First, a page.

I certainly was not expecting much in revisiting this film by Wes Anderson, not that I have bitter memories of disliking it, but just that it never really stuck out from his other films — though they are very much all of a piece — just that I assumed it would not have aged well. Indeed, as much as you expect something made by a white American guy (a bunch of them indeed) that’s largely set in India to be a little bit tone-deaf — and certainly Adrien Brody hasn’t exactly avoided controversy in his time for, shall we say, culturally inappropriateness — it turns out that this largely train-set movie is actually quite delightful. I’m not sure how it plays to actual Indians, though it doesn’t seem to me that it’s making fun of or trying to ape the culture, so much as it being a different palette for Wes Anderson to utilise in his usual fastidious set designs. So yes there’s a bit of exoticism to it, but under it all, it’s a story of three siblings who have been a bit bruised by their upbringing struggling to move forward. So if this all recalls familiar shades of The Royal Tenenbaums (complete with a small role for Anjelica Huston), that’s not entirely a bad thing.
- The main bonus is the short film Hotel Chevalier, made (and presented here) as essentially a 13-minute prologue to the feature, preceding its action in time. It’s set at the titular hotel in Paris when Jack’s ex (Natalie Portman) comes to visit briefly. It does a good job of setting up these characters within the constraints of the setting with a bit of withering wit as well.
- There is one deleted scene and two alternate takes of scenes, just a small insight into the creative journey. One wonders that there was not a lot more left on the cutting room floor (but perhaps most of that is just shots that needed more exact framing).
- There’s a cute little American Express ad that was clearly made around the same time, and somehow manages to express even more of Anderson’s peculiar aesthetic, except with him as the star rather than Owen Wilson.
FILM REVIEW: Criterion Collection
Director Wes Anderson; Writers Anderson, Roman Coppola and Jason Schwartzman; Cinematographer Robert Yeoman; Starring Owen Wilson, Adrien Brody, Jason Schwartzman; Length 91 minutes.
Seen at home (Blu-ray), Wellington, Sunday 29 May 2021 (and earlier at some point at home, London, late-2000s).
This film is about a wedding, as you might expect from the title, and so it’s hardly bereft of stress, or free from drama — both within the family and beyond it. There are some plotlines that go in quite dark directions, and yet all the time we’re brought back into something regenerative and vibrant, as this Punjabi family prepares to celebrate the arranged marriage of their daughter Aditi (Vasundhara Das). The film is made in a loose manner, at times not unlike a documentary, but still retaining an elegance and most importantly some rich and vibrant colours. The father tells off the unreliable wedding planner P.K. Dubey (Vijay Raaz) at one point for trying to use white for a marquee, but the film is generous enough to allow even Dubey a romance of his own. But that’s where the film is so good, leaving you with a feeling of warmth and regeneration at the end, never wallowing in the paths not taken.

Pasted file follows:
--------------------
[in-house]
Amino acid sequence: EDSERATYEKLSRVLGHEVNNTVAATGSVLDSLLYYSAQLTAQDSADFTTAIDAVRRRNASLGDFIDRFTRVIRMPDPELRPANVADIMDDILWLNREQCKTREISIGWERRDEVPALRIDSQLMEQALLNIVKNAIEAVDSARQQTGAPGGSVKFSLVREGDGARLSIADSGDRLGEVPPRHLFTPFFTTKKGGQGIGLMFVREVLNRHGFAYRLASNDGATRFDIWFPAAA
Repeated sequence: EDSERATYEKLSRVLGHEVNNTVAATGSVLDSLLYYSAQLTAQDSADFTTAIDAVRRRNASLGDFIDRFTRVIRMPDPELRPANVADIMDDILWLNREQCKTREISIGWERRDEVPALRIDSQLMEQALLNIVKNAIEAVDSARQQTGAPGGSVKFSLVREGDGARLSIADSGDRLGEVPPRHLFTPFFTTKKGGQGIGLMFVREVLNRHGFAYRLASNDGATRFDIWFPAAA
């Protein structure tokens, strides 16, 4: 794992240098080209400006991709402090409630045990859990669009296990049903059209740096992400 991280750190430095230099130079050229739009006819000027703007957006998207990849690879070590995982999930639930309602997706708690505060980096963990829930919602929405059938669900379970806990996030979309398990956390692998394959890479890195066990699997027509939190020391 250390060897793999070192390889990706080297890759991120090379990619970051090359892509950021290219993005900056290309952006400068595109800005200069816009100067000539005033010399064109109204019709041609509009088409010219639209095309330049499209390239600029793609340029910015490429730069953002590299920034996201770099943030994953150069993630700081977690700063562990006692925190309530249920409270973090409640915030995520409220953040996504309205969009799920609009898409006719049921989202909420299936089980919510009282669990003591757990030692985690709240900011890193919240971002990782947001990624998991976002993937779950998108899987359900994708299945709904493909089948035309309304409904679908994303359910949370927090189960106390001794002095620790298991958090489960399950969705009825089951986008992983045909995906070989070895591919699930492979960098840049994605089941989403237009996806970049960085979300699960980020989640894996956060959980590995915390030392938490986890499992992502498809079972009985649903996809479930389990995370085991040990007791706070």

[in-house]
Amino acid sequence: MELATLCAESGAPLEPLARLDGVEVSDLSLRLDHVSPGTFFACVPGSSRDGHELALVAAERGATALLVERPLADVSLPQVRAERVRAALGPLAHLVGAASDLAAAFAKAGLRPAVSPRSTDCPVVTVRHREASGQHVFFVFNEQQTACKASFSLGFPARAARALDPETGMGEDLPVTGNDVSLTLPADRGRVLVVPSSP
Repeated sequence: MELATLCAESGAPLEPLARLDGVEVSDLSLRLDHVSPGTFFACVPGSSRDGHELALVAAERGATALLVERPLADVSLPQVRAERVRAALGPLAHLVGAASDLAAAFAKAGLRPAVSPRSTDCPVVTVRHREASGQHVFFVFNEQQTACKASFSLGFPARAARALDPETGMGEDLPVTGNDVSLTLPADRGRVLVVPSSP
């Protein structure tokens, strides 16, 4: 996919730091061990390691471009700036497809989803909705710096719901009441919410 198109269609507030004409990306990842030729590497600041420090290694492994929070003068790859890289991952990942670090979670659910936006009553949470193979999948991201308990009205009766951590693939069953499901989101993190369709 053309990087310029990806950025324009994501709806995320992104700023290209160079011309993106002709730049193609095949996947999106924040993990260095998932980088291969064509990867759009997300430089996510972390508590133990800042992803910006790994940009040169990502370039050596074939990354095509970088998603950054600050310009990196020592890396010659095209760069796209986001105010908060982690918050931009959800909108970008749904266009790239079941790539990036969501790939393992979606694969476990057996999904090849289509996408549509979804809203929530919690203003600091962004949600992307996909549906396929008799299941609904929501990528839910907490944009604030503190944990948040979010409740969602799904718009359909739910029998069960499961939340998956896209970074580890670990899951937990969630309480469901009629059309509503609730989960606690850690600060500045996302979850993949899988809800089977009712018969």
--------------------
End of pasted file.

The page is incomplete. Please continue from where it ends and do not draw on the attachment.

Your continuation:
FILM REVIEW: Criterion Collection
Director Mira Nair मीरा नायर; Writer Sabrina Dhawan सबरीना धवन; Cinematographer Declan Quinn; Starring Naseeruddin Shah नसीरुद्दीन शाह, Vasundhara Das वसुंधरा दास, Shefali Shah शेफ़ाली शाह, Vijay Raaz विजय राज़, Tillotama Shome তিলোত্তমা সোম; Length 114 minutes.
Seen at home (Blu-ray), Wellington, Saturday 18 December 2021.
I’ve already reviewed a number of documentaries screening at Whānau Mārama: New Zealand International Film Festival, not because documentaries are suddenly big again but because film festivals are the perfect place to catch films which don’t conform to the usual standards for what gets released. This one is a bit out of the ordinary, and like Mariner of the Mountains, very much defies categorisation, landing somewhere between poetic essay and political drama enfolding students and the nation as a whole under Narendra Modi. It’s not a film I expected to like, not beforehand nor even while watching it for much of its running time, but it wove a sort of magical grip on me by the end.
One thing I love about going to film festivals is seeing a far greater range of documentary expression than gets released to cinemas (where the documentaries tend to be studiously fact-based and talking-head in format). Like many modern works, though, this carefully balances itself between what’s familiar about the format, and something at a higher poetic register. Grainy 16mm footage of students dancing opens and closes the film, and in between this darkened almost clandestine world of university study and protest becomes evident, while on the soundtrack a soft voice narrates (presumably fictional) letters being written from a single-lettered unknown person, providing a glimpse into a turbulent time in Indian history when universities, academic freedoms, intellectual life and freedom in general is under threat from fascist governmental forces. There’s something at once calming and reverential but also incendiary about what the director is doing here. If it at first seems disconcerting, by the end it has conjured up a distinct and impressive mood that makes the usual run of fact-based filmmaking look dull by comparison.
Director Payal Kapadia; Writers Kapadia and Himanshu Prajabati; Cinematographer Ranabir Das; Length 97 minutes.
Seen at City Gallery, Wellington, Tuesday 9 November 2021.